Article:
Uber Hopes to Bank on Purchase of Nokia’s Here Mapping Tools
Standing on the threshold of being one of the highest-valued private startups of all time, the app-driven taxi service, Uber, is now positioning to purchase Nokia's Here mapping business, with whispers of a bid approaching $3 billion.
Competing with bids from German auto giants BMW, Mercedes, and Audi, Uber hopes to land Nokia in order to secure access to Here's fully established digital mapping business. The mapping tool would provide the necessary data to support services such as Uber Pool, a ride-sharing arm of Uber that relies on such mapping data to pair riders with drivers, and Uber Fresh, their food delivery service.
Uber has already taken steps toward bolstering its mapping efforts. In March, they acquired the deCarta mapping company based out of San Jose, California and have recently brought aboard mapping software engineers to augment their efforts.
And for those who doubt the significance of this deal, think again. According to The New York Times:
Nokia's mapping business holds more than an 80 percent global market share for built-in car navigation systems, and spends hundreds of millions of dollars each year to update its maps that span from New York to New Delhi. Here, which is based in Berlin, employs about 6,000 people worldwide to maintain Nokia's digital maps and connected-car services with almost three million daily adjustments. The unit reported yearly revenue of $1.1 billion, or less than 8 percent of Nokia's total sales in 2014, according company records.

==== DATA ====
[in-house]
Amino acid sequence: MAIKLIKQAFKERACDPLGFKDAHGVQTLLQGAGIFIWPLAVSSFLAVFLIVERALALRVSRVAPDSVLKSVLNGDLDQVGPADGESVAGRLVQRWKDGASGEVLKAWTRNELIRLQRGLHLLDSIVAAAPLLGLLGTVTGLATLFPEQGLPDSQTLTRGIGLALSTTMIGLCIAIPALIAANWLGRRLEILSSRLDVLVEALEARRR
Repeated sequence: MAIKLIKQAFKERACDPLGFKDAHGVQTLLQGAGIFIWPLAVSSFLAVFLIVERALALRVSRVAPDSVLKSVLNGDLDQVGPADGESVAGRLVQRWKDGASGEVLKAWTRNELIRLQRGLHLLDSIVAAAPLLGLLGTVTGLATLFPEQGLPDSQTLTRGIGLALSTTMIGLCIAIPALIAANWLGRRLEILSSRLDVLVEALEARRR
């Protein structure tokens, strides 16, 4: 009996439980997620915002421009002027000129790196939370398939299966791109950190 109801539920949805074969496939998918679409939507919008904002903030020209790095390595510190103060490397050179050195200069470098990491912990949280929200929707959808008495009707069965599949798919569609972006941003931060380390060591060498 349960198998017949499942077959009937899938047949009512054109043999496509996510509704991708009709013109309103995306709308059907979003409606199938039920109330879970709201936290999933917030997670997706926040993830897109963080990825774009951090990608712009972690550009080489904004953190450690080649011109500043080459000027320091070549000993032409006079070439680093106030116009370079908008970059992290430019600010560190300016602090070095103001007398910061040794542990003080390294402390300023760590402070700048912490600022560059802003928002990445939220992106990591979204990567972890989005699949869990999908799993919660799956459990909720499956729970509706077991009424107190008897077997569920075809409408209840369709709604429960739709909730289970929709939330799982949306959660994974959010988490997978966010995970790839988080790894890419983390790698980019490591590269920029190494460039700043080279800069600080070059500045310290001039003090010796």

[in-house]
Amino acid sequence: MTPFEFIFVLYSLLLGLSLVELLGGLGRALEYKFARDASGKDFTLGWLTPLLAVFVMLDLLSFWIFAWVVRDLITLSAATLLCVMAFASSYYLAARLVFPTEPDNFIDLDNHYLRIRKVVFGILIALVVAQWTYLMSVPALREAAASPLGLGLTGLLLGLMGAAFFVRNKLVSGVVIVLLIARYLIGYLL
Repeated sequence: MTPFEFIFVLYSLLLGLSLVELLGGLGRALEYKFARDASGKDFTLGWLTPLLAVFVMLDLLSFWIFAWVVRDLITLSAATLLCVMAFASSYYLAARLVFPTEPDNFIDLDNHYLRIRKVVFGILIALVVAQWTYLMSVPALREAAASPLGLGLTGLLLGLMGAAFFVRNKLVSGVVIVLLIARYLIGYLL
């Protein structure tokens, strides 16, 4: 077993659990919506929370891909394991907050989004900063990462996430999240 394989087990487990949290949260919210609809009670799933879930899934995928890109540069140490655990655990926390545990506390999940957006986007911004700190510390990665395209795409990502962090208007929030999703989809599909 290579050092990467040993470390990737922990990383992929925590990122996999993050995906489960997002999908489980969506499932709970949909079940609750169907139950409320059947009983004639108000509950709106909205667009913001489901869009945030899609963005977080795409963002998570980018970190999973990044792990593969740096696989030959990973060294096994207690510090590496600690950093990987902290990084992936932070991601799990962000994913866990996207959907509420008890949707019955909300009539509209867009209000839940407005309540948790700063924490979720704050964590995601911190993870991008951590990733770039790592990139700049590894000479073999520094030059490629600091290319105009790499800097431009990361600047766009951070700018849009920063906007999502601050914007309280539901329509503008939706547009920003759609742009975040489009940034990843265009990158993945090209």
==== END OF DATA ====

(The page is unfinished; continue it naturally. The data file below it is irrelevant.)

For now, Uber utilizes Google Maps for its mapping needs. If the purchase of Here is successful, Uber would boast their own mappings software and data. Nokia is expected to announce their decision by the end of May.